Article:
The human body can make most of the types of fats it needs from other fats or raw materials. That isn’t the case for omega-3 fatty acids (also called omega-3 fats and n-3 fats). These are essential fats—the body can’t make them from scratch but must get them from food. Foods high in Omega-3 include fish, vegetable oils, nuts (especially walnuts), flax seeds, flaxseed oil, and leafy vegetables.
What makes omega-3 fats special? They are an integral part of cell membranes throughout the body and affect the function of the cell receptors in these membranes. They provide the starting point for making hormones that regulate blood clotting, contraction and relaxation of artery walls, and inflammation. They also bind to receptors in cells that regulate genetic function. Likely due to these effects, omega-3 fats have been shown to help prevent heart disease and stroke, may help control lupus, eczema, and rheumatoid arthritis, and may play protective roles in cancer and other conditions.
Omega-3 fats are a key family of polyunsaturated fats. There are three main omega-3s:
The strongest evidence for a beneficial effect of omega-3 fats has to do with heart disease. These fats appear to help the heart beat at a steady clip and not veer into a dangerous or potentially fatal erratic rhythm. Such arrhythmias cause most of the 500,000-plus cardiac deaths that occur each year in the United States. Omega-3 fats also lower blood pressure and heart rate, improve blood vessel function, and, at higher doses, lower triglycerides and may ease inflammation, which plays a role in the development of atherosclerosis.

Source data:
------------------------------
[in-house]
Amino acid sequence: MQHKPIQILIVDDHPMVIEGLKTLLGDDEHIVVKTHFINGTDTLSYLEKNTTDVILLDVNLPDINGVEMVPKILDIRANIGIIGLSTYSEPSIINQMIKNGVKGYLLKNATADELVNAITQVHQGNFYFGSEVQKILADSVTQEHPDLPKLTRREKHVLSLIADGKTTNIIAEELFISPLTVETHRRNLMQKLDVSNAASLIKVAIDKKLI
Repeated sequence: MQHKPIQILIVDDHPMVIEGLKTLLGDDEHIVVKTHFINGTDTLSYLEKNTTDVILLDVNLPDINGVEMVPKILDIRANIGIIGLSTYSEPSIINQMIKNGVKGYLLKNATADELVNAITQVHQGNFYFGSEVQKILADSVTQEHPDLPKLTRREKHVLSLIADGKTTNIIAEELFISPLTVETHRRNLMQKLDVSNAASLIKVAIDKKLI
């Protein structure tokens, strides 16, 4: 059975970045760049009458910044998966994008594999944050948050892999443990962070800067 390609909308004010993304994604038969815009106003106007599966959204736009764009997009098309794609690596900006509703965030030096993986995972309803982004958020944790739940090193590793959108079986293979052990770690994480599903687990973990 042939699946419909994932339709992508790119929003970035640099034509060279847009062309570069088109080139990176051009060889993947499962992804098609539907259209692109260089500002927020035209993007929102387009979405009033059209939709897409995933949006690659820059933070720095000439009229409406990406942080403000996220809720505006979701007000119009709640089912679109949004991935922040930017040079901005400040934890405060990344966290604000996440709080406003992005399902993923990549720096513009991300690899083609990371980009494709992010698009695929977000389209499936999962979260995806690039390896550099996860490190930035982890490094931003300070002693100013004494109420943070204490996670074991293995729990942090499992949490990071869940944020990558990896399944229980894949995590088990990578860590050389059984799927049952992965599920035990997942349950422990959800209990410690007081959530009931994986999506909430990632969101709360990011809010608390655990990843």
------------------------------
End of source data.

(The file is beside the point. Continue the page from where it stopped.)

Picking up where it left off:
Heart attacks and strokes are the world’s leading causes of death Decades ago, researchers observed that fish-eating communities had very low rates of these diseases. This was later linked to omega-3 consumption.
Since then, omega-3 fatty acids have been tied to numerous benefits for heart health. These benefits address:
For some people, omega-3s can also lower “bad” LDL cholesterol. However, evidence is mixed — some studies find increases in LDL.
Despite these beneficial effects on heart disease risk factors, there is no convincing evidence that omega-3 supplements can prevent heart attacks or strokes. Many studies find no benefit.
A decline in brain function is one of the unavoidable consequences of aging.
Several studies link higher omega-3 intake to decreased age-related mental decline and a reduced risk of Alzheimer’s disease.
One review of controlled studies suggests that omega-3 supplements may be beneficial at disease onset, when the symptoms of AD are very mild. Keep in mind that more research is needed on omega-3s and brain health.
DHA, a type of omega-3, is a major structural component of the retina of your eye. When you don’t get enough DHA, vision problems may arise.
Interestingly, getting enough omega-3 is linked to a reduced risk of macular degeneration, one of the world’s leading causes of permanent eye damage and blindness.
In addition to their powerful health benefits, these fats may benefit your hair and skin. Though research is limited, they appear to boost your skin’s resistance to sunburns, reduce acne, and protect against dry, red, and itchy skin.
Some fish oils contain other nutrients, such as vitamin A, vitamin D, and selenium. Vitamin A is an antioxidant related to retinol, a popular ingredient in skin care products and a treatment for skin disorders.